The details that my sixth cousin found by visiting archives in St. Petersburg on my direct ancestors, starting from my great-grandfather’s generation, was beyond words. I never thought a sixth cousin would be so resourceful.

The cherry on top of this cake was that my cousin uncovered the full names of 3rd and 4th great-grandmothers, a task that is hardly easy to accomplish in Russian genealogy. Uncovering these surnames proved we are cousins twice, through our 5th great-grandfather and my 4th great-grandmother.

This all opened another door I never expected. Thanks to our Don Cossack ancestry, I was able to find information on my 4th great-grandmother’s family in  a genealogy book written by Sergei Koryagin.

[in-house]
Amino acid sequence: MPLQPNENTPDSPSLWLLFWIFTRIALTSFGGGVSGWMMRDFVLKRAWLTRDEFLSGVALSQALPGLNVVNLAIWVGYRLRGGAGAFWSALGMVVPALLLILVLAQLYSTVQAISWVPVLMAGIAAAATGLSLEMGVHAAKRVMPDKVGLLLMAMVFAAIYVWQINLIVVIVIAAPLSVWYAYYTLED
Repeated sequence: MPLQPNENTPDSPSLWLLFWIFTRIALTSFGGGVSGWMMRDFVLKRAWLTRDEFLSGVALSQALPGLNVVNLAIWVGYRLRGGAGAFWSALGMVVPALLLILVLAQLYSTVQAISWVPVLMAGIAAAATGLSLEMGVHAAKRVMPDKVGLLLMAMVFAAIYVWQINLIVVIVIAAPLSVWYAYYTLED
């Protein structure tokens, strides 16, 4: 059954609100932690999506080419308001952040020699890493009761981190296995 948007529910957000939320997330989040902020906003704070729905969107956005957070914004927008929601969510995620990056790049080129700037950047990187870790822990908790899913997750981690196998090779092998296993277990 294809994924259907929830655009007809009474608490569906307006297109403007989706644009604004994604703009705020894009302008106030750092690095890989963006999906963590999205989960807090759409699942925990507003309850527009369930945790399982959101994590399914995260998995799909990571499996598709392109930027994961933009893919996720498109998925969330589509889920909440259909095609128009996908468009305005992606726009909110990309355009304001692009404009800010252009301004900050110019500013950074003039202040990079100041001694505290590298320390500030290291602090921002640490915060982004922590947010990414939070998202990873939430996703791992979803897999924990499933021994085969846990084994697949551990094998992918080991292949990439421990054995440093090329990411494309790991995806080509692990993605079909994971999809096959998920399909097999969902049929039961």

So, now I have information on more than 30 relatives of my 4th great-grandmother. Koryagin details the service of the Don Cossacks in my 4th great-grandmother’s family in his genealogy book.

All due to the efforts of finding a 6th cousin, I have more than names and dates on relatives of my grandmother and 4th great-grandmother. This would have costed me thousands of dollars on my own.

Not all distant cousins are filled with family information but it is worth the effort to say hello to cousins who are connected to those great-great-great-great-great-grandparents. The information awaiting you to break down some brick walls could be just an e-mail message away.

Related post:

Discovering Don Cossack ancestry the easy way

Discovering Don Cossack ancestry the easy way

Now that the Soviet Union has been gone for two decades, the curiosity about Don Cossack ancestry is safe to pursue. The effort to find information can be complicated if genealogy research is done the traditional way of contacting regional archives.